A U.S. district court judge on Wednesday approved a US$6.1 billion settlement to investors who lost money in an accounting fraud at the former WorldCom.
Judge Denise Cote of the U.S. District Court for the Southern District of New York approved settlements that parties agreed to earlier this year, including US$2 billion to J.P. Morgan Securities and US$325 million Deutsche Bank Securities, according to a spokesman for New York State Comptroller Alan Hevesi, trustee of the New York State Common Retirement Fund and the lead plaintiff in the civil case.
In November 2004, Cote approved a US$2.58 billion settlement with Citigroup.
The settlement includes payments from former WorldCom directors, as well as former Chief Executive Officer Bernard Ebbers, who was convicted of fraud in March and sentenced to 25 years in prison. Under the settlement, Ebbers must give up a house in Clinton, Mississippi, and interests in several businesses, including a lumber company, a marina, a golf course and several thousand acres of timberland. Hevesi's office in June estimated Ebbers' assets included in the settlement were worth US$25 million to US$40 million.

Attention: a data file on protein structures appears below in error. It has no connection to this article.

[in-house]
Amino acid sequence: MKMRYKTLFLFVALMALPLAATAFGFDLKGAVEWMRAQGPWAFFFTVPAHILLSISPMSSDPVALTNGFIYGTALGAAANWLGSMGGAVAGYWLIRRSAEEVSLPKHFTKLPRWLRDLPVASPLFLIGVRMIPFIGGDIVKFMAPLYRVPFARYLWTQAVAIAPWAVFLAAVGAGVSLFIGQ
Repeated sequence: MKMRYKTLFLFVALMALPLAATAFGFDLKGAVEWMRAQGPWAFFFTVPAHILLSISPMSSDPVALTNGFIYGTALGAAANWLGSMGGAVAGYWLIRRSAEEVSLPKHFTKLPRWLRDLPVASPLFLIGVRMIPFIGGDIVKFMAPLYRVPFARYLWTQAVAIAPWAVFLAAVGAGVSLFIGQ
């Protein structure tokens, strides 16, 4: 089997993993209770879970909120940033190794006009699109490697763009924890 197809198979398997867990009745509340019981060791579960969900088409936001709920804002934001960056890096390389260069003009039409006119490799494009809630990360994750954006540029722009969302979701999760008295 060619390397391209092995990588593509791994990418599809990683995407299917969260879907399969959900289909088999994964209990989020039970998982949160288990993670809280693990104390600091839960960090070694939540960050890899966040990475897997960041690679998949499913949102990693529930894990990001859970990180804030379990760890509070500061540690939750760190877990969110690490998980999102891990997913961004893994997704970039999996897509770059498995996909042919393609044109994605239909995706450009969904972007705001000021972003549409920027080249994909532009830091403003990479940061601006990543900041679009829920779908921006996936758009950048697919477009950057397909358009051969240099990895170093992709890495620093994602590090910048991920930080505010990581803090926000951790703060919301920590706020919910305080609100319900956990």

WorldCom, now MCI, filed for bankruptcy in July 2002, about a month after an internal audit in June 2002 uncovered US$3.8 billion in accounting errors. The accounting misstatements eventually reached a total of US$11 billion. In March 2004, a month before the newly renamed MCI emerged from bankruptcy, the company issued a report reducing pretax income for 2000 and 2001 by US$74.4 billion.